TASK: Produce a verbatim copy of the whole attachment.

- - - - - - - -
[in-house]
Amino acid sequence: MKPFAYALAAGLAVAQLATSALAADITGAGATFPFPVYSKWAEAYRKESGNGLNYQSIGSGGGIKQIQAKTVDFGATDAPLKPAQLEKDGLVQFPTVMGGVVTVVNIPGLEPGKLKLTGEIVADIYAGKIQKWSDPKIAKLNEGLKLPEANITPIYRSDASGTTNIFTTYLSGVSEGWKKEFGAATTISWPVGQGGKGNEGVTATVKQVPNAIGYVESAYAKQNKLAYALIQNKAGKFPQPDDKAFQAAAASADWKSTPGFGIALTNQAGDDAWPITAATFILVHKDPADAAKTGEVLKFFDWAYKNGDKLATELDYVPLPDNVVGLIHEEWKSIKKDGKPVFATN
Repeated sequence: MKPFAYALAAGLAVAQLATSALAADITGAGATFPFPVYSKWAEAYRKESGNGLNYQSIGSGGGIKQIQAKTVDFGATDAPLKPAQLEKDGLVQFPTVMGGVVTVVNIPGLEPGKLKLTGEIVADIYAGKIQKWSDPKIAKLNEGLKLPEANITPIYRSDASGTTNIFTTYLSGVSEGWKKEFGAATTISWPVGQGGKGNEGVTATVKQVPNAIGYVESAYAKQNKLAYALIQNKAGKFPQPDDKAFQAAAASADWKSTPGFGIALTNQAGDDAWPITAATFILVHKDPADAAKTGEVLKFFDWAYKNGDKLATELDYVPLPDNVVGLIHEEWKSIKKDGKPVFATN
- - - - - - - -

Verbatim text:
[in-house]
Amino acid sequence: MKPFAYALAAGLAVAQLATSALAADITGAGATFPFPVYSKWAEAYRKESGNGLNYQSIGSGGGIKQIQAKTVDFGATDAPLKPAQLEKDGLVQFPTVMGGVVTVVNIPGLEPGKLKLTGEIVADIYAGKIQKWSDPKIAKLNEGLKLPEANITPIYRSDASGTTNIFTTYLSGVSEGWKKEFGAATTISWPVGQGGKGNEGVTATVKQVPNAIGYVESAYAKQNKLAYALIQNKAGKFPQPDDKAFQAAAASADWKSTPGFGIALTNQAGDDAWPITAATFILVHKDPADAAKTGEVLKFFDWAYKNGDKLATELDYVPLPDNVVGLIHEEWKSIKKDGKPVFATN
Repeated sequence: MKPFAYALAAGLAVAQLATSALAADITGAGATFPFPVYSKWAEAYRKESGNGLNYQSIGSGGGIKQIQAKTVDFGATDAPLKPAQLEKDGLVQFPTVMGGVVTVVNIPGLEPGKLKLTGEIVADIYAGKIQKWSDPKIAKLNEGLKLPEANITPIYRSDASGTTNIFTTYLSGVSEGWKKEFGAATTISWPVGQGGKGNEGVTATVKQVPNAIGYVESAYAKQNKLAYALIQNKAGKFPQPDDKAFQAAAASADWKSTPGFGIALTNQAGDDAWPITAATFILVHKDPADAAKTGEVLKFFDWAYKNGDKLATELDYVPLPDNVVGLIHEEWKSIKKDGKPVFATN